Tuesday, September 23, 2008

The Big Bail

Perhaps you, like me, were somewhat anxious when the news of the collapse of Lehman Brothers and AIG were announced with all the anxiety and language of impending Depression and world-wide economic melt down. The Treasurer of the United States, Hank Paulson, was on TV saying that the only way to prevent this was to hand a blank check of $700 billion to the genius's on Wall Street who began this process by selling money to folks who were bad risks or who were over-extended as it was. Mortgage backed securities, derivatives as they are referred to, have begun a domino collapse in our economy. The solution is to saddle each man,woman and child in America with $2,300 of debt.

Immediately the Presidential campaign's reacted to this news/crisis. John McCain's solution was to "fire" the head of the Securities Exchange Commission (SEC) and Barak Obama's response was more cautious, reflective and thoughtful with no immediate action recommended. What one was better?

I believe we have come through eight years of knee-jerk reaction with a President who reacts with his "gut" when advisers recommend otherwise. The time for Mavericks and Cowboys is over for a while I hope. A quick decisive action which may be completely wrong headed, may convey leadership to some people. Not me.

I believe that Obama's reaction was the correct one---this is a complex, detailed and highly volatile situation. No one seems to have a handle on the whole picture. While a reaction may save Wall Street, it may also encourage bad behavior on the part of Wall Street. If we don't act in some way, the regular guy on the street will surely suffer untold financial disaster.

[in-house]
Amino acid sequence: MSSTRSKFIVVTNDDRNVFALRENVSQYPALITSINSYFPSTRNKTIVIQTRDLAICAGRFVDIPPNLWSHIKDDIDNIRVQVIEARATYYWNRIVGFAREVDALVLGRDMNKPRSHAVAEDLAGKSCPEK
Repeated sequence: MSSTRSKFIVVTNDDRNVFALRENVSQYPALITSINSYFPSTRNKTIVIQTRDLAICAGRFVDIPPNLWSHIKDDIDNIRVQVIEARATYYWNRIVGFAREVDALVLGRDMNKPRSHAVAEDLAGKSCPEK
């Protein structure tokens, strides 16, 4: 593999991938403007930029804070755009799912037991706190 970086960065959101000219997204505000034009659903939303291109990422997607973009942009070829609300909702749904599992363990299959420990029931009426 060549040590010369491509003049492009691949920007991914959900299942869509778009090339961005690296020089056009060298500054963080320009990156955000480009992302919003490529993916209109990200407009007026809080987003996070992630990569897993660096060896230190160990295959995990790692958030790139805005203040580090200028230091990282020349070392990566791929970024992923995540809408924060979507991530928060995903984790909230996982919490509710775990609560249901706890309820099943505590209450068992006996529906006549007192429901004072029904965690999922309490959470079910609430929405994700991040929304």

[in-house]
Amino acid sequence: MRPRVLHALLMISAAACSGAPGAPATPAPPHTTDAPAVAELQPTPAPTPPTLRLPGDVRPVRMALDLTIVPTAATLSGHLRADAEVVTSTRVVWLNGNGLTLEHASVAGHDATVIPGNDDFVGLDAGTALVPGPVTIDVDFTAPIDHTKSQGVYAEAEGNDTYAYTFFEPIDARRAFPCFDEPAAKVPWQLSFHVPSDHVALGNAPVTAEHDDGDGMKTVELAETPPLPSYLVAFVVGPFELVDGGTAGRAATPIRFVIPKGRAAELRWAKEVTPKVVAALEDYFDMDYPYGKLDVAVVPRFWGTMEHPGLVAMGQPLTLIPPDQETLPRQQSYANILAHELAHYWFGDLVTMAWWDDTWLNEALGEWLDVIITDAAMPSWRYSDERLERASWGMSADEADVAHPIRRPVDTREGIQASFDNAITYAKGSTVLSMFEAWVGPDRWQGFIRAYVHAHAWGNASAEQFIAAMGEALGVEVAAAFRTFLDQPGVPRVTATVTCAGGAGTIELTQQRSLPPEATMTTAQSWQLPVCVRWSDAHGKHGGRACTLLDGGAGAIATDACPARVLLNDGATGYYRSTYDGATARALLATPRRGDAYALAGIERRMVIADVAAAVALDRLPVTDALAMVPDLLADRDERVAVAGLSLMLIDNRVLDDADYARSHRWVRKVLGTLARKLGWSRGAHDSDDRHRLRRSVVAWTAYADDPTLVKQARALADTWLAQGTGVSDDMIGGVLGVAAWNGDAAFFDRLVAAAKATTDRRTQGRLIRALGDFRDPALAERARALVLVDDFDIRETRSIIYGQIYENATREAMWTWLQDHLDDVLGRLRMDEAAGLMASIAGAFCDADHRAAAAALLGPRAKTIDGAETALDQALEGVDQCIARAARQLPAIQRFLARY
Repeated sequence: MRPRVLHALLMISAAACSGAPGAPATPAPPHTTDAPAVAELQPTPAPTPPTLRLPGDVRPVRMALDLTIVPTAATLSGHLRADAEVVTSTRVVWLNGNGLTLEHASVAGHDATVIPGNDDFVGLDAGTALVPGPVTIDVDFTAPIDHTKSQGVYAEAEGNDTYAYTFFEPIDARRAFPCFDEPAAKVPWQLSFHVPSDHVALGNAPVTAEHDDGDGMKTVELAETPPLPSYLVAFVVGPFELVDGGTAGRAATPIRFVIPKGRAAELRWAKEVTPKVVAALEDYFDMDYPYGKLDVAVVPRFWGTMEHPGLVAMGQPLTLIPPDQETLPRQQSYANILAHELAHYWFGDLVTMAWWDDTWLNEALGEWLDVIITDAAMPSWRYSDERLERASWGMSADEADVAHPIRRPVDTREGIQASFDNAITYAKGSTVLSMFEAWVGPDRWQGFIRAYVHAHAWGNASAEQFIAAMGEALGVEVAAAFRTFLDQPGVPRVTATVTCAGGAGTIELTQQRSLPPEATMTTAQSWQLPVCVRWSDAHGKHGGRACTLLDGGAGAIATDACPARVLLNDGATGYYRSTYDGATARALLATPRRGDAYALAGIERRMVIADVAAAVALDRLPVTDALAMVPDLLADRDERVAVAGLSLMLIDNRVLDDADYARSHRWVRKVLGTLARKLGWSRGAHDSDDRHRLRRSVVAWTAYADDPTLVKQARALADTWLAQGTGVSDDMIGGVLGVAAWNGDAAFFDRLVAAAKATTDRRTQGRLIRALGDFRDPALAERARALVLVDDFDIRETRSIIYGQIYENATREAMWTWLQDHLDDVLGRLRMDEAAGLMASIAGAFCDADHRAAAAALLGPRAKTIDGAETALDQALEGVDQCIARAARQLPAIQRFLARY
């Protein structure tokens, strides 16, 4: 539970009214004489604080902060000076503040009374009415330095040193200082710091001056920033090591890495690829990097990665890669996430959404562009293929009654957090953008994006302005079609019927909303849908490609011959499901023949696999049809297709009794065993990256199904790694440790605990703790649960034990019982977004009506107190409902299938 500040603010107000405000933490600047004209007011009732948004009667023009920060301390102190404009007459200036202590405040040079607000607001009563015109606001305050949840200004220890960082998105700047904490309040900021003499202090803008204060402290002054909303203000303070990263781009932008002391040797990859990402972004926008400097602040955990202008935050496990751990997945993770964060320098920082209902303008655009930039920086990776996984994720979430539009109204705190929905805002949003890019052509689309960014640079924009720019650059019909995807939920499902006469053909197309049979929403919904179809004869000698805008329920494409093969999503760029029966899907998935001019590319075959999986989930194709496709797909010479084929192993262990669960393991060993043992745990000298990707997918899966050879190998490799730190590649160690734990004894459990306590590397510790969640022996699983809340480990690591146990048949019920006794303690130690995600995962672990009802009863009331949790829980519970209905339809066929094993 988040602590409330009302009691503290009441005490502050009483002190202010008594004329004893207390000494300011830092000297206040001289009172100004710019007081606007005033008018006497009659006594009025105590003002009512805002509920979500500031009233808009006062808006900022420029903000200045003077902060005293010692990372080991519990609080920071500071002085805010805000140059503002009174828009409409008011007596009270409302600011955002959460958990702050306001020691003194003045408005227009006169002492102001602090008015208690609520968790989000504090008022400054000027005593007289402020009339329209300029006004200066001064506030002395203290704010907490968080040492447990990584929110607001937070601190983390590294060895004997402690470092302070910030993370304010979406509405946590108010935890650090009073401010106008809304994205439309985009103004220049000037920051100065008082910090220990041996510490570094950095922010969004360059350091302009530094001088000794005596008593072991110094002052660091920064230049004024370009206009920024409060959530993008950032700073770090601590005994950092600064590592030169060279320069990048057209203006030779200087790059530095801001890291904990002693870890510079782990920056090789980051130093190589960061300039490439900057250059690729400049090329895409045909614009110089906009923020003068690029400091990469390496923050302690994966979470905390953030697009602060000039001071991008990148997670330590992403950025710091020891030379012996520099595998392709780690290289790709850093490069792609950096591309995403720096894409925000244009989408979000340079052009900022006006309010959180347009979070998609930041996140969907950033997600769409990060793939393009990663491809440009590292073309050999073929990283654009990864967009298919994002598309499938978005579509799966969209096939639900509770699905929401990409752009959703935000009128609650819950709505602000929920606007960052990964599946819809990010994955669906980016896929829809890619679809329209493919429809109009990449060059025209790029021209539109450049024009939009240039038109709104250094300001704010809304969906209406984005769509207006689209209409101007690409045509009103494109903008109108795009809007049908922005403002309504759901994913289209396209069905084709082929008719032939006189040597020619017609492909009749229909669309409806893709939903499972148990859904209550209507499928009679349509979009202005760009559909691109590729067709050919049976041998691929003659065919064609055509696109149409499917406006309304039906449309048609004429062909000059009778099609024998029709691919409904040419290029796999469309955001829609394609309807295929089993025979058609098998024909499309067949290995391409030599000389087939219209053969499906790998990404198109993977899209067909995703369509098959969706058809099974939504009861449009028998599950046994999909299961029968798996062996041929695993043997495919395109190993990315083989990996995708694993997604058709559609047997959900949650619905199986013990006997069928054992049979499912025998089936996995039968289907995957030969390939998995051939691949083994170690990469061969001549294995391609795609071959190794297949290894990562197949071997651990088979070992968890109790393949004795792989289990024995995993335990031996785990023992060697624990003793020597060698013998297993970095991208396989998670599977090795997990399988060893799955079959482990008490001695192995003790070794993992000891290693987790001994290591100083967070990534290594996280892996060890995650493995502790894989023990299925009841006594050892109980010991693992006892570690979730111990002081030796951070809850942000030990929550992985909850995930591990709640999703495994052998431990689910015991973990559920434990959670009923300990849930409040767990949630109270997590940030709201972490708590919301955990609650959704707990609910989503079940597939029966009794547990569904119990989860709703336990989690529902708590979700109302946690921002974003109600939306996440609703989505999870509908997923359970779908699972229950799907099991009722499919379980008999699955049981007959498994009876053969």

What needs to happen is to help Wall Street enough to make sure the local homeowner and credit card consumer is protected. The multi-million dollar salaries of Wall Street corporate execs should be their problem. Not ours. Telling Boards of Directors how they should pay their staff is micromanaging an issue the government is not equipped to micromanage.

And that's the point. A knee jerk solution usually ends up micromanaging a "piece" of a crisis without the time needed to truly do a systemic analysis of a rotten system and to make it healthier and better not only for the economy but also the average person who is not (and never will be) a millionaire.

Now is a time for clear and level headed people to prevail. Quick fixes will yield quick and short term results. Its time we take stock of how free the "free market" should be allowed to run. What is the appropriate role of regulation without throwing the baby out with the bath water. I hope that Congress will act in this manner and help us all learn that greed, short-term quick yields and unfettered capitalism is not the answer to a healthy and productive economy to work for everybody.


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